All reports confirm the three entries were indeed delicious and the event was enjoyable for all involved, but it was not without controversy.… Continue reading

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Turtle tales

After last week’s blog about carving turtle shells, several more turtle tales have been discussed. Here they are.

Late this summer, my son and his two ornery cousins were keenly interested in the turtle traps a local trapper had set in my parents’ farm pond. A few snappers had been seen in previous months and it became apparent that the issue should be addressed.

The four-, six- and seven-year-old boys typically run around their grandparents’ farm with wild abandon and get into every kind of mischief they can find. On that particular day their swath of general boyhood destruction and carefree conduct regularly passed through the area of the turtle traps to check in on the possibility of an apprehended aquatic reptile.

Early that afternoon, a cry of euphoria rang out that could likely be heard in the next township at the discovery that a turtle had indeed been secured.… Continue reading

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Share your story if it’s positive, change it if it’s not

There was a fair amount of online interest this week in a story about a box turtle in Holmes County that was found with the date 1911 carved on the underside of its shell.

The turtle was found by John A. Yoder in early September while he was helping a neighbor shock corn. Here is an excerpt from the Times Reporter story written by Jon Baker (I recommend checking out the whole thing):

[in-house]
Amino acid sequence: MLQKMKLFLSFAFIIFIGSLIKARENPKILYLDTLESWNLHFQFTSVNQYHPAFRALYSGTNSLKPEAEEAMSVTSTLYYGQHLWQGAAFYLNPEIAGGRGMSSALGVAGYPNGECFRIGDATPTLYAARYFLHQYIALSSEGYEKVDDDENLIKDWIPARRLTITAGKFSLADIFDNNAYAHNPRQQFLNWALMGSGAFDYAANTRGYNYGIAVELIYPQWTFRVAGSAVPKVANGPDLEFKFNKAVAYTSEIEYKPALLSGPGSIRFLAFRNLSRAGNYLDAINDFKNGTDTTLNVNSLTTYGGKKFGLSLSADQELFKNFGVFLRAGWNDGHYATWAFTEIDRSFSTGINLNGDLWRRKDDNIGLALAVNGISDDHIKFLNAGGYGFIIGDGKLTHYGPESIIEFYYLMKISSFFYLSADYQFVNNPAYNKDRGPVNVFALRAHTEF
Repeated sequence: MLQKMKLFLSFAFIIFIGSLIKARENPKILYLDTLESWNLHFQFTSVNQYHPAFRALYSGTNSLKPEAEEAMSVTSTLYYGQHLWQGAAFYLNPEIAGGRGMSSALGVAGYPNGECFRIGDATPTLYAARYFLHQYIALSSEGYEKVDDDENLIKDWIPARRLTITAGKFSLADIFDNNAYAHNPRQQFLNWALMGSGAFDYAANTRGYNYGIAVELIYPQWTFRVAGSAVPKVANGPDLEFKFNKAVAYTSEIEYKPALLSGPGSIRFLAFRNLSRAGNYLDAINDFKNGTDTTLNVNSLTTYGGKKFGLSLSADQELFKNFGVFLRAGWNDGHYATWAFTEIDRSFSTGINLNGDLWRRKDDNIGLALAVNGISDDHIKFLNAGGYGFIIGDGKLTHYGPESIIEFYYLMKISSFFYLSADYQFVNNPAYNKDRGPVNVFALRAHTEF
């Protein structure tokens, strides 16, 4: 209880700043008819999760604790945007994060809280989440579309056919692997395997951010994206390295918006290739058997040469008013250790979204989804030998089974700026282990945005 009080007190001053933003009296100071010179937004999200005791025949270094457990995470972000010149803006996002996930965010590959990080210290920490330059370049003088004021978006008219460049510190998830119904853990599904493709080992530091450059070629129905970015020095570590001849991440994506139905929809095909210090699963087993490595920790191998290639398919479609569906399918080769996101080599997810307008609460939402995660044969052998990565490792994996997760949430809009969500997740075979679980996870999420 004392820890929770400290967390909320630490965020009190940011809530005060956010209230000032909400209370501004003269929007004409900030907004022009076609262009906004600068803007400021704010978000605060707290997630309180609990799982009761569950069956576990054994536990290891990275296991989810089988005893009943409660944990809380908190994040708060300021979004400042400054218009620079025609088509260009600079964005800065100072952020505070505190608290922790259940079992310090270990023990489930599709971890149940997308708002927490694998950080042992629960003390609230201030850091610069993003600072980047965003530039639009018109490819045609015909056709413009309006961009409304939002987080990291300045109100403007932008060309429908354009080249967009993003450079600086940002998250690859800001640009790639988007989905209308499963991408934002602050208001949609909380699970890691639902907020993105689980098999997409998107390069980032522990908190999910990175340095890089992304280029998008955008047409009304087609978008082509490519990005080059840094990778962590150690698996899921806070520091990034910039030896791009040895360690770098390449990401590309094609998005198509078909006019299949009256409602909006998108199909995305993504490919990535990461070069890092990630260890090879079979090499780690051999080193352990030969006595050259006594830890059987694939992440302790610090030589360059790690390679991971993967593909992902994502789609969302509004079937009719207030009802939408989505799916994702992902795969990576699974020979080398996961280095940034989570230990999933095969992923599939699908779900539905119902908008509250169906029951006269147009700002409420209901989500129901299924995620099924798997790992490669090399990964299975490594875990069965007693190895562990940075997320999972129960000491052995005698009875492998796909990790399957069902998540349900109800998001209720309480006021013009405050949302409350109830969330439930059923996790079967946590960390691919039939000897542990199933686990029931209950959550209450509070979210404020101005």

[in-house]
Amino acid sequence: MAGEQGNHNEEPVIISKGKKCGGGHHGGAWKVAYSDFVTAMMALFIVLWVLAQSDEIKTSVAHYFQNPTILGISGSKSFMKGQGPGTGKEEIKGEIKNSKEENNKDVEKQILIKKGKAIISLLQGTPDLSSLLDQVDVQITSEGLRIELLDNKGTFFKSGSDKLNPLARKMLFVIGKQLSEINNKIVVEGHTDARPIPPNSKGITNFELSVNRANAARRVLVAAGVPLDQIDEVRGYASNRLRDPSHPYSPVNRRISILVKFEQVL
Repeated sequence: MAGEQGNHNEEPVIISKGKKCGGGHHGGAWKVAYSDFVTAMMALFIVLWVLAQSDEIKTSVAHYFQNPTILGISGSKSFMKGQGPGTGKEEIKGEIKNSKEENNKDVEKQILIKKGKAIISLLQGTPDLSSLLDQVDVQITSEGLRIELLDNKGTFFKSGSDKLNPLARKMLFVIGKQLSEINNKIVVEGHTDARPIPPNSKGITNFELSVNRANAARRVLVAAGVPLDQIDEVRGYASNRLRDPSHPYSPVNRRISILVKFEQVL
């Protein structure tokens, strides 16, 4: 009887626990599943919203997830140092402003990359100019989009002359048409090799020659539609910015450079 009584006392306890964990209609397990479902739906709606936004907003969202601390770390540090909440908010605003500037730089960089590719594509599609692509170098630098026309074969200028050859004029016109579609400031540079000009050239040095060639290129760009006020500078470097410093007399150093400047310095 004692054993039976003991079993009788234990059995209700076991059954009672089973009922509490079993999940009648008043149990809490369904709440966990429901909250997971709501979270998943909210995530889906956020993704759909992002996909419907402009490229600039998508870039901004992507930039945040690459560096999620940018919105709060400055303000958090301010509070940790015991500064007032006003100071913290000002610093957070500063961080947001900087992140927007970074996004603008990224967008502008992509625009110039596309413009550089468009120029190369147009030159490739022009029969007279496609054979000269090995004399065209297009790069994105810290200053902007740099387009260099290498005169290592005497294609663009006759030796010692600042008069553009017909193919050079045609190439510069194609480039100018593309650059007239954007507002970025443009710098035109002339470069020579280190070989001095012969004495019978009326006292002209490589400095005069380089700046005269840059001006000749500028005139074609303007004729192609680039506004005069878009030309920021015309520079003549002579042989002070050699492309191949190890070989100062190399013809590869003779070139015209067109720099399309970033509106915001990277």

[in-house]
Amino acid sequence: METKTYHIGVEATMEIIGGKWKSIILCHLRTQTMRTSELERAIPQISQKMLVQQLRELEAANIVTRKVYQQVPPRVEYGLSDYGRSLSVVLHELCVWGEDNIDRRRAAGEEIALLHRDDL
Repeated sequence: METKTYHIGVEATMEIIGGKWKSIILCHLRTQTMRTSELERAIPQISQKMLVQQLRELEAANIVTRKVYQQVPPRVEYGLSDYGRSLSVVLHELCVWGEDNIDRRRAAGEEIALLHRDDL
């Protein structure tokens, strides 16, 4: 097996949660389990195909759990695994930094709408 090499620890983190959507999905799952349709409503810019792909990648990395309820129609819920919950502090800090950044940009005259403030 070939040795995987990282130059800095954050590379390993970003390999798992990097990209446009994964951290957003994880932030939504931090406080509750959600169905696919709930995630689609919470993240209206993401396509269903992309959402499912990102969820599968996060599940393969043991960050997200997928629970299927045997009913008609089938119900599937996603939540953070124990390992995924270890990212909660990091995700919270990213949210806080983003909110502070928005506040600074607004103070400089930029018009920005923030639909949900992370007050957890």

Next to the date 1911 were the initials “V.F.” Abe Yoder said that is likely Victor Fender, who lived on a farm off Holmes County Road 600. Fender died in 1985.

Below that are carved the initials “H.T.” and the date 1983. Yoder said that is likely Henry E. Troyer, who owned Fender’s farm in 1983.

The farm is now occupied by Troyer’s son-in-law Joseph D. Miller.

The average life span of a box turtle is 50 years, but a significant portion of them live for more than 100 years.Continue reading

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Food for the winter

Whether the weather is cold or mild this winter, it is a grim fact that there will be hungry Ohioans in the months ahead. This continues to be a terrible reality for far too many so close to home. Each year 186 million pounds of food are distributed by Ohio foodbanks to those in need around the state.

“Hunger is a pervasive reality in the Buckeye state that impacts more than one in six Ohioans,” said Lisa Hamler-Fugitt, executive director, Ohio Association of Foodbanks.

Because foodbanks, including the Mid-Ohio Foodbank, can leverage funds effectively, monetary donations are more useful than actual food donations. In fact, for every $1 donated to Mid-Ohio Foodbank, four meals can be provided to our hungry neighbors.

With that in mind, Ohio’s Country Journal and Ohio Ag Net are working to raise 10,000 meals at this year’s Farm Science Review. For each $4 donated, a FSR attendee will get to add a scaled-down bushel of corn to a container with the goal of donating funds for 10,000 meals for $2,500.… Continue reading